Instead, this specification is complemented by additional documents defining interfaces to specific embedding environments such as the Web. These will each define a WebAssembly application programming interface (API) suitable for a given environment.
1.1.3. Dependencies
WebAssembly depends on two existing standards:
 IEEE 7542008, for the representation of floatingpoint data and the semantics of respective numeric operations.
 Unicode, for the representation of import/export names and the text format.
However, to make this specification selfcontained, relevant aspects of the aforementioned standards are defined and formalized as part of this specification, such as the binary representation and rounding of floatingpoint values, and the value range and UTF8 encoding of Unicode characters.
Note
The aforementioned standards are the authorative source of all respective definitions. Formalizations given in this specification are intended to match these definitions. Any discrepancy in the syntax or semantics described is to be considered an error.
1.2. Overview
1.2.1. Concepts
WebAssembly encodes a lowlevel, assemblylike programming language. This language is structured around the following concepts.
 Values
 WebAssembly provides only four basic value types. These are integers and IEEE 7542008 numbers, each in 32 and 64 bit width. 32 bit integers also serve as Booleans and as memory addresses. The usual operations on these types are available, including the full matrix of conversions between them. There is no distinction between signed and unsigned integer types. Instead, integers are interpreted by respective operations as either unsigned or signed in two’s complement representation.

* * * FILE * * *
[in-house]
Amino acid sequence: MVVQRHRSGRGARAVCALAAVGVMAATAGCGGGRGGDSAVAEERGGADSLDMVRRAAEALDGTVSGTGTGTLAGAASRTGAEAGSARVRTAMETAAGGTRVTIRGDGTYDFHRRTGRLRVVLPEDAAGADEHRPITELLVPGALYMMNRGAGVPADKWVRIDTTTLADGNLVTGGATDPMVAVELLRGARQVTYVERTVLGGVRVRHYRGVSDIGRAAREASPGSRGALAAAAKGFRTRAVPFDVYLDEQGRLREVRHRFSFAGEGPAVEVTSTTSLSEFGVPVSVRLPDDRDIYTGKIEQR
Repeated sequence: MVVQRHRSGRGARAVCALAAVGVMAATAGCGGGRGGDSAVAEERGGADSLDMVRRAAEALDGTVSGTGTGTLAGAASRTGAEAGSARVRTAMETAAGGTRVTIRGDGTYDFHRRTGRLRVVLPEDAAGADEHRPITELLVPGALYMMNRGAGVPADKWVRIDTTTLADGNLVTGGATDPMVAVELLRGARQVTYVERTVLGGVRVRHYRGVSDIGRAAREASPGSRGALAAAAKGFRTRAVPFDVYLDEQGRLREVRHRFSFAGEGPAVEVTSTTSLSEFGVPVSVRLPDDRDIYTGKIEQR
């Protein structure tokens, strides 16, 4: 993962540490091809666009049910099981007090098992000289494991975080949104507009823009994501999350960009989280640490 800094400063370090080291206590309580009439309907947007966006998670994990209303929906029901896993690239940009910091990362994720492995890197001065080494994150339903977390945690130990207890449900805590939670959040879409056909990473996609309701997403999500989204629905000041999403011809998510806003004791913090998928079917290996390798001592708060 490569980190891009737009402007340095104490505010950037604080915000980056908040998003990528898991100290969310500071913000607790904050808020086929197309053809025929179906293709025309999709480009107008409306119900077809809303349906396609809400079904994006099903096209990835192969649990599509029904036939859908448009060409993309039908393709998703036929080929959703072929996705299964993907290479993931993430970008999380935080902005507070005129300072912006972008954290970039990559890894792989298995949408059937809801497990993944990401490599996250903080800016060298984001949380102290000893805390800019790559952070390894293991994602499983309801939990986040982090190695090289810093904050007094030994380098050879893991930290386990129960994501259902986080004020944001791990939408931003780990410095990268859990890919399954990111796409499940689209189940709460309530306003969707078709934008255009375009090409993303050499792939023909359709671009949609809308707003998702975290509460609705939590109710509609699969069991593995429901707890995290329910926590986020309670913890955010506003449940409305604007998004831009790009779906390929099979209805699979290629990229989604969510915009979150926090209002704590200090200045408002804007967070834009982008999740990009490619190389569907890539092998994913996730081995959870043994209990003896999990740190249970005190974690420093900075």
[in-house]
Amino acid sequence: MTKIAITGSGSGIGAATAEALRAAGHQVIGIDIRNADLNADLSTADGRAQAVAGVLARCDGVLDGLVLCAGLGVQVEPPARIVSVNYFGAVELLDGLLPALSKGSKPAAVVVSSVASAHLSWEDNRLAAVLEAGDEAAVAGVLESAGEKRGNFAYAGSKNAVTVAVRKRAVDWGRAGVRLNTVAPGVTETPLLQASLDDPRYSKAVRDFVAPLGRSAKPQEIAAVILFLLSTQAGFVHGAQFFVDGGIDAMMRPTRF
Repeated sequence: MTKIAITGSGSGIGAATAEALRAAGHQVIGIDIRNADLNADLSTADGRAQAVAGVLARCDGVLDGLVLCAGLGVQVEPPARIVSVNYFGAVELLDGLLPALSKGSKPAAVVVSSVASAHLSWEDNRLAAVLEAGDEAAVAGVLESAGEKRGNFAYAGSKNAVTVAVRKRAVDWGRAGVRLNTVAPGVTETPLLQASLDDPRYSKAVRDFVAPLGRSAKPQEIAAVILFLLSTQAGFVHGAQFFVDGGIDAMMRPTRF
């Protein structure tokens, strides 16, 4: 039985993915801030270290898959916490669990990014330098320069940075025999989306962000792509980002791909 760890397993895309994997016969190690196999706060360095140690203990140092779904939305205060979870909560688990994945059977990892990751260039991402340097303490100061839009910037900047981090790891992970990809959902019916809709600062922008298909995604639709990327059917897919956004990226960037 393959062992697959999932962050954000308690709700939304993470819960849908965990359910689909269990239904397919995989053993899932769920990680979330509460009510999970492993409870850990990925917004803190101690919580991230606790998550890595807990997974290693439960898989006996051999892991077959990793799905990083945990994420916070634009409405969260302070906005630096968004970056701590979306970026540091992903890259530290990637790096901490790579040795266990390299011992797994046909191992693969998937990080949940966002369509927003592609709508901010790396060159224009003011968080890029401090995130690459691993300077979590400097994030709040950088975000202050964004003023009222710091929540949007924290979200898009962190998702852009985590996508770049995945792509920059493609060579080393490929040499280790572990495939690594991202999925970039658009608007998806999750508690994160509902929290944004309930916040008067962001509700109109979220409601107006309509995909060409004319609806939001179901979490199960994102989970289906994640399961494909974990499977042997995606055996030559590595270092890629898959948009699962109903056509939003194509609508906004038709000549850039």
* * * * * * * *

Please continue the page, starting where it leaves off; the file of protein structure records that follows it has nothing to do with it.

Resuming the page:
Instructions
 The computational model of WebAssembly is based on a stack machine. Code consists of sequences of instructions that are executed in order. Instructions manipulate values on an implicit operand stack [1] and fall into two main categories. Simple instructions perform basic operations on data. They pop arguments from the operand stack and push results back to it. Control instructions alter control flow. Control flow is structured, meaning it is expressed with wellnested constructs such as blocks, loops, and conditionals. Branches can only target such constructs.
 Traps
 Under some conditions, certain instructions may produce a trap, which immediately aborts execution. Traps cannot be handled by WebAssembly code, but are reported to the outside environment, where they typically can be caught.
 Functions
 Code is organized into separate functions. Each function takes a sequence of values as parameters and returns a sequence of values as results. [2] Functions can call each other, including recursively, resulting in an implicit call stack that cannot be accessed directly. Functions may also declare mutable local variables that are usable as virtual registers.
 Tables
 A table is an array of opaque values of a particular element type. It allows programs to select such values indirectly through a dynamic index operand. Currently, the only available element type is an untyped function reference. Thereby, a program can call functions indirectly through a dynamic index into a table. For example, this allows emulating function pointers by way of table indices.
 Linear Memory